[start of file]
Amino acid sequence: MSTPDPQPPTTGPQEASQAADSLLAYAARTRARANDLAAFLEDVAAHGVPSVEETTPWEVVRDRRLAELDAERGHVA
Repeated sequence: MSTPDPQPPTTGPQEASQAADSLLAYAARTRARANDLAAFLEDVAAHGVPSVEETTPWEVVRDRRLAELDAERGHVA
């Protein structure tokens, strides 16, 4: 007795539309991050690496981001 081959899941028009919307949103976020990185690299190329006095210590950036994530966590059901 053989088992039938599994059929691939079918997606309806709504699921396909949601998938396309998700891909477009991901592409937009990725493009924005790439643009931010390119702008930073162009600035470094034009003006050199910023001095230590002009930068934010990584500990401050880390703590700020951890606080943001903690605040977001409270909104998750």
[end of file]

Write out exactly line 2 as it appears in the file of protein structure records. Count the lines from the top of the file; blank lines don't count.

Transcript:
Repeated sequence: MSTPDPQPPTTGPQEASQAADSLLAYAARTRARANDLAAFLEDVAAHGVPSVEETTPWEVVRDRRLAELDAERGHVA